The Logistics Long(er) Run
The current expansion phase for U.S. industrial and logistics real estate appears poised to surpass the typical lifespan of an economic cycle due to demand from e-commerce companies, according to a new report from CBRE.
U.S. economic cycles tend to run for seven to eight years. Yet the current expansionary cycle, which started in 2009, already is among the longest on record for the American economy. CBRE's report highlights two factors that likely will fuel the U.S. industrial market even longer.
First, the industrial and logistics market—warehouses, distribution centers, manufacturing buildings, and other industrial facilities—tends to lag the broader economy by a couple of years. For example, the industrial market's recovery didn't begin until 2011, well after the broader economy had started its rebound. Thus, the industrial market's expansion isn't as seasoned.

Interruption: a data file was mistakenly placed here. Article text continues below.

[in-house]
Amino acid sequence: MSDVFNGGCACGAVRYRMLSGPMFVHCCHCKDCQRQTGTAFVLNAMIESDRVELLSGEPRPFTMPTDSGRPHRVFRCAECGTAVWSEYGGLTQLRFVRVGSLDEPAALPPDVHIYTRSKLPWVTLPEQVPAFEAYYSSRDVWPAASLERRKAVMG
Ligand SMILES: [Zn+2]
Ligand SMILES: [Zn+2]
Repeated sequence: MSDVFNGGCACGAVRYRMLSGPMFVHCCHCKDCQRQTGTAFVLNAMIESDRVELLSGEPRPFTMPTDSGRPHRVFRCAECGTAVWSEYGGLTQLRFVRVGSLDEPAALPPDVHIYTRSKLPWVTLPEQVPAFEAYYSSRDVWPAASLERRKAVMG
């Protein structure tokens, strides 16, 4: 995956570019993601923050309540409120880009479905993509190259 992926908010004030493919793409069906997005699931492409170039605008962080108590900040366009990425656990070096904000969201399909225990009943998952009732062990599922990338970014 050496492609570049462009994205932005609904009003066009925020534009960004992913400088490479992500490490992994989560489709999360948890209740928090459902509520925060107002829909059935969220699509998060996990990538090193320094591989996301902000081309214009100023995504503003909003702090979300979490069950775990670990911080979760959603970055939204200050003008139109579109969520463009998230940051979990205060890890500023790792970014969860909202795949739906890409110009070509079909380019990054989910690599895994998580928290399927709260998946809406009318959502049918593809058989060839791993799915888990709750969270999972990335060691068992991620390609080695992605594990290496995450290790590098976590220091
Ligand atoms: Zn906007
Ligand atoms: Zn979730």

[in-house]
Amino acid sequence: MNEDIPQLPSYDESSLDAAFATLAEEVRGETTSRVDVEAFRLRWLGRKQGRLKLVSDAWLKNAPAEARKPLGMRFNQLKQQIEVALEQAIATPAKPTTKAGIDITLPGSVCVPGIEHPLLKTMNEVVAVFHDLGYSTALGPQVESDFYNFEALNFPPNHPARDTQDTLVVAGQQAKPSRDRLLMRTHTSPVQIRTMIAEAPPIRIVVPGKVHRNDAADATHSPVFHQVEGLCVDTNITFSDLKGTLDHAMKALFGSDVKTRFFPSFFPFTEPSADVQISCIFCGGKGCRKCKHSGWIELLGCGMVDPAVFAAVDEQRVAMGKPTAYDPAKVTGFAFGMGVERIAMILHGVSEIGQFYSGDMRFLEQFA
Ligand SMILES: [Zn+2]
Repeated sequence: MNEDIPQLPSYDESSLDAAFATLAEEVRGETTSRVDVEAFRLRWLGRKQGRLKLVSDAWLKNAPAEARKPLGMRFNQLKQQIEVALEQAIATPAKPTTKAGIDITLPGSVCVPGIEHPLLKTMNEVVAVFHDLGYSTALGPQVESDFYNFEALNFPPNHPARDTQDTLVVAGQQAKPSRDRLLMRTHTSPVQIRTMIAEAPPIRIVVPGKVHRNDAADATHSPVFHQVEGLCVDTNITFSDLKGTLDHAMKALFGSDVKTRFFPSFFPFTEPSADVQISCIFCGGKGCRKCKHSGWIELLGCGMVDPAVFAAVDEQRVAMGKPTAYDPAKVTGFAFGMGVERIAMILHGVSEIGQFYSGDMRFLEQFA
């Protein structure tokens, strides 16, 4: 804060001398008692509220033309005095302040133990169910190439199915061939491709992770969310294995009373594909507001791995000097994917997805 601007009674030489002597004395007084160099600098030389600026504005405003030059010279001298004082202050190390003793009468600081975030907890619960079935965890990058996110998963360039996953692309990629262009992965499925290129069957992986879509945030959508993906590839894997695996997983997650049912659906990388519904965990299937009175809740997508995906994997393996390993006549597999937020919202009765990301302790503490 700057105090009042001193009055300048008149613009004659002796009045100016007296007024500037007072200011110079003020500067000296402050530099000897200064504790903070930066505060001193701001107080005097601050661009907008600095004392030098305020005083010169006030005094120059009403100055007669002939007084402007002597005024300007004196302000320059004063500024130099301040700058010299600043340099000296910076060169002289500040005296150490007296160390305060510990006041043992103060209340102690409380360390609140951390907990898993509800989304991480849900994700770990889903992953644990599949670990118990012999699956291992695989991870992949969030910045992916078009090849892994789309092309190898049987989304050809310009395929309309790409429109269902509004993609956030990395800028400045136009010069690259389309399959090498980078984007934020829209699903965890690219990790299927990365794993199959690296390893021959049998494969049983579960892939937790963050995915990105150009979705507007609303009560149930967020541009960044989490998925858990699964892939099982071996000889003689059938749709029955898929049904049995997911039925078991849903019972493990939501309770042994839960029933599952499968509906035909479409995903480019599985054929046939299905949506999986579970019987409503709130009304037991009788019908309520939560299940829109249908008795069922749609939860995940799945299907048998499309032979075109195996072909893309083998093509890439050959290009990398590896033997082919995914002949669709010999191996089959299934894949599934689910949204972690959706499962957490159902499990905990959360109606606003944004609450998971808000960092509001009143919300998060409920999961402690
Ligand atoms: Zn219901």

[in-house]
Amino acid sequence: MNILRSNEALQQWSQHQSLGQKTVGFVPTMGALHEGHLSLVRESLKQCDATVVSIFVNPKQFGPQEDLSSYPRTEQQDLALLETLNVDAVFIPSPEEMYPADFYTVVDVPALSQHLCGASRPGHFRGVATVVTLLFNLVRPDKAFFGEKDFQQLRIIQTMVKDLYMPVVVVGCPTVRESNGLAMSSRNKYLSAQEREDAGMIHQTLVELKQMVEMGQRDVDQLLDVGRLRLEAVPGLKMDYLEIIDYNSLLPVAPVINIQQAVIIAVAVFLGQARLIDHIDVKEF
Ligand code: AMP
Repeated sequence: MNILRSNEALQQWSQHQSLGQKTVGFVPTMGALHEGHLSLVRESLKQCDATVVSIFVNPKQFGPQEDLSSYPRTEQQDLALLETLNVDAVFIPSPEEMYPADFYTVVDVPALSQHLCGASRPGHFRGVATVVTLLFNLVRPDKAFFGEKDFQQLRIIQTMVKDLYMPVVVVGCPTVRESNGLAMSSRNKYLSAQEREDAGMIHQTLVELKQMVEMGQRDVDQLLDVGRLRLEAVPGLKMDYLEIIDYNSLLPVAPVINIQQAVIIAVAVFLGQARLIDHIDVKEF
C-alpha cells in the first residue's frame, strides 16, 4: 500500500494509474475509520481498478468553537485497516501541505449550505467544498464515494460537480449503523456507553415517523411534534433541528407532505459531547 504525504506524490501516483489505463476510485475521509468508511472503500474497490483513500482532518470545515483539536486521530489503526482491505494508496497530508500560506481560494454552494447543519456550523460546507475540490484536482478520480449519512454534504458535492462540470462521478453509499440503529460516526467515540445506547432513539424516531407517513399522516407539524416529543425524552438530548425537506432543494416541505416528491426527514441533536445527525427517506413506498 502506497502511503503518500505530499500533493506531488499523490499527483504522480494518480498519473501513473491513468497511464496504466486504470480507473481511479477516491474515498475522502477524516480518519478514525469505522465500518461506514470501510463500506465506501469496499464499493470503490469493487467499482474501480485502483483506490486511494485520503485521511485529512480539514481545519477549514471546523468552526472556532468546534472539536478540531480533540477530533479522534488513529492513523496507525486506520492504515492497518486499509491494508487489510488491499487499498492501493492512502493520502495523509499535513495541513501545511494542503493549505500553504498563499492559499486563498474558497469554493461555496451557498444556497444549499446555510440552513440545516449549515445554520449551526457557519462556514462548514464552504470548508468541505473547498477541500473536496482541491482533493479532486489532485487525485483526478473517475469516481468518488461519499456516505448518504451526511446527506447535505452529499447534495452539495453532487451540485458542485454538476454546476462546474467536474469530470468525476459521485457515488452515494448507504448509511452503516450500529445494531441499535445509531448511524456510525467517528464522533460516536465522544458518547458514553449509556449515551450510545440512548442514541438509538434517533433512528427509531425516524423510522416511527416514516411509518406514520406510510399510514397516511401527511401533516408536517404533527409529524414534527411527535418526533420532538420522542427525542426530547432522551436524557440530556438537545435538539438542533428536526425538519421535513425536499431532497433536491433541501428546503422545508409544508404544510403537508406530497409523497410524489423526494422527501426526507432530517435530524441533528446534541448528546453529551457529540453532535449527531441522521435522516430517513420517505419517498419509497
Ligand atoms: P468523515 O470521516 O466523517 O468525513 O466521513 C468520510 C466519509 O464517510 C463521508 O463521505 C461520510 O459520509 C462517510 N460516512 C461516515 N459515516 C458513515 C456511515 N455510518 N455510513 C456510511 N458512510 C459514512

Second, the rapid growth of e-commerce in recent years has created a permanent, structural shift in the market as an increasing portion of U.S. consumer goods is distributed to consumers through warehouses rather than stores. Given that e-commerce still has substantial room to grow within American retail sales, that ongoing shift likely will continue to support the industrial and logistics market's expansion.
"There are few historical precedents for e-commerce's effect on the industrial real estate market," says David Egan, CBRE global head of industrial and logistics research. "The market still is establishing its new baseline, though most evidence indicates that expectations have reset at higher levels for the foreseeable future."
Because of these factors, it's feasible that markets that are further along in the current industrial and logistics cycle than most—such as Houston, Milwaukee, Chicago, and Los Angeles—can continue to generate gains, according to the report.
Meanwhile, markets still in an expansion phase, such as Atlanta, Philadelphia, Phoenix, and Orlando, likely still have time to continue on their trajectory.